Stolen Time brings an aesthetic and engaged approach to the theme of “care work,” a subject often entwined with the destinies of those historically on the sidelines: women, people of colour and the poor. It is no surprise that this vital work is largely undervalued and unseen. Moreover, a similar absenteeism exists in care’s relationship to “art.” Only fairly recently have writers, visual artists and filmmakers found inspiration in the emotional and physical entanglements of care.
About four years ago, thanks to a YouTube clip, I discovered the dynamic and fiery elder rights lawyer Melissa Miller. The moment I saw her speaking out for families whose loved ones had suffered in nursing homes, I knew I wanted to connect. I sensed how Melissa’s legal and activist quest—rife with conflict and suspense—could reframe care as a compelling subject for storytelling. Here was a fight pitting hundreds of desperate families against unsympathetic corporate power and government inaction.
When I “cold called” Melissa to pitch the idea of a feature doc on fighting nursing home negligence (to be produced by Ina Fichman), I argued that she and I needed each other to explore the notion that “no one is disposable.” Eventually, both Melissa and her colleagues at Howie, Sacks & Henry, a boutique personal injury law firm, came on board as fearless subjects and collaborators. Working in collaboration with the National Film Board of Canada made a feature doc on nursing home negligence all the more possible.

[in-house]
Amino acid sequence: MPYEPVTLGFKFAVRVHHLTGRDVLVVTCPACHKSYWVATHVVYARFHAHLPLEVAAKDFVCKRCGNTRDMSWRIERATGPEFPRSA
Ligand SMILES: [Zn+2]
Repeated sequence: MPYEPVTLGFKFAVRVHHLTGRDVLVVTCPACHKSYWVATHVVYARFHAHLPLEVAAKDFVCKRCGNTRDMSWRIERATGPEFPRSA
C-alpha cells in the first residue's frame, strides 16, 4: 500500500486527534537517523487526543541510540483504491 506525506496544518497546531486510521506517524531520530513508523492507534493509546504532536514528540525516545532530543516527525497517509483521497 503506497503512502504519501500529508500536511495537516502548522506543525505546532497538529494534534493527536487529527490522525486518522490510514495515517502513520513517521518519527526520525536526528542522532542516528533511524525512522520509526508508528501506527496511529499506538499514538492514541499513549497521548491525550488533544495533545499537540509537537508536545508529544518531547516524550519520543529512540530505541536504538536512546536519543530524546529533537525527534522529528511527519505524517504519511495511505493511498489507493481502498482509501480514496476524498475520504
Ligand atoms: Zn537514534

Melissa’s intoxicating life force and depth of commitment have never wavered. Empowering people to demand more from governments in protecting and caring for our most vulnerable populations is central to her vision.